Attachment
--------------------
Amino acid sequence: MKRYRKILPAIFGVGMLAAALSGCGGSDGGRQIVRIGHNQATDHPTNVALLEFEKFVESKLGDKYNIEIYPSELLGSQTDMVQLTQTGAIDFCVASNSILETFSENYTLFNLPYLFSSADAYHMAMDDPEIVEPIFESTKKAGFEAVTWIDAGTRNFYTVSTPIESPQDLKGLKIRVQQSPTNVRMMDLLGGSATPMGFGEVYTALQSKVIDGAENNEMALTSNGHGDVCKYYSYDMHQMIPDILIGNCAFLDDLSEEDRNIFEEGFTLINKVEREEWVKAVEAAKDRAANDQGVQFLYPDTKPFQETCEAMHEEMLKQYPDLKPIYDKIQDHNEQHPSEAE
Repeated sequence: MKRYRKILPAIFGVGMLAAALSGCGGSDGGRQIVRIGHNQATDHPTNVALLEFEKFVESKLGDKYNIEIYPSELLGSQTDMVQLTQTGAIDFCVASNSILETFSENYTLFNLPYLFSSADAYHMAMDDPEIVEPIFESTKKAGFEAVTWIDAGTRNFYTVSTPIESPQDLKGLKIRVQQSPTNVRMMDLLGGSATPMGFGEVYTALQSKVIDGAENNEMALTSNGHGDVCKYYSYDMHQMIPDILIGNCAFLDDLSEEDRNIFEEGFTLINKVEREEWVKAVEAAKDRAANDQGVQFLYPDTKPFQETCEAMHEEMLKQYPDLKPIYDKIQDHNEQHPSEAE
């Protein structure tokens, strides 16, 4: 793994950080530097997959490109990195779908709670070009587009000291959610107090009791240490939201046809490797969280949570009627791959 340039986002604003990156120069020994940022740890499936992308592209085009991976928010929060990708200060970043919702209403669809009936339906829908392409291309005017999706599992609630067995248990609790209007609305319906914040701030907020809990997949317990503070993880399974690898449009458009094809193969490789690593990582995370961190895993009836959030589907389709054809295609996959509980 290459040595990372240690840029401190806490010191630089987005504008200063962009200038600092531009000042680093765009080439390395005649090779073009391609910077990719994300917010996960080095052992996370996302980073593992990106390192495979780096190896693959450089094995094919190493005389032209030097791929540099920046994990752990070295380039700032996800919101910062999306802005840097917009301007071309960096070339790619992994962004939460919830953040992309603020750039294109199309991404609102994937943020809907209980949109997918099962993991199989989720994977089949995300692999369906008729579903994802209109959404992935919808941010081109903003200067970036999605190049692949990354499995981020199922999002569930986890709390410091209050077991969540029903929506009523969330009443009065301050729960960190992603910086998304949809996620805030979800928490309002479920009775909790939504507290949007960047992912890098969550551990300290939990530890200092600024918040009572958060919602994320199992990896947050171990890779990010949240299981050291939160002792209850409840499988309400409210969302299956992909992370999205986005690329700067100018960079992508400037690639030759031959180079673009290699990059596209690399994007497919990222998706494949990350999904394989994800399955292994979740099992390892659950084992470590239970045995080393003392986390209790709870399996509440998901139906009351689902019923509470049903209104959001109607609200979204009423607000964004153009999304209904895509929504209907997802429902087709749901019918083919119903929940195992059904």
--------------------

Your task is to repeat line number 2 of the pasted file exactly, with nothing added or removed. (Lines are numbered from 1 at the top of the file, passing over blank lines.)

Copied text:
Repeated sequence: MKRYRKILPAIFGVGMLAAALSGCGGSDGGRQIVRIGHNQATDHPTNVALLEFEKFVESKLGDKYNIEIYPSELLGSQTDMVQLTQTGAIDFCVASNSILETFSENYTLFNLPYLFSSADAYHMAMDDPEIVEPIFESTKKAGFEAVTWIDAGTRNFYTVSTPIESPQDLKGLKIRVQQSPTNVRMMDLLGGSATPMGFGEVYTALQSKVIDGAENNEMALTSNGHGDVCKYYSYDMHQMIPDILIGNCAFLDDLSEEDRNIFEEGFTLINKVEREEWVKAVEAAKDRAANDQGVQFLYPDTKPFQETCEAMHEEMLKQYPDLKPIYDKIQDHNEQHPSEAE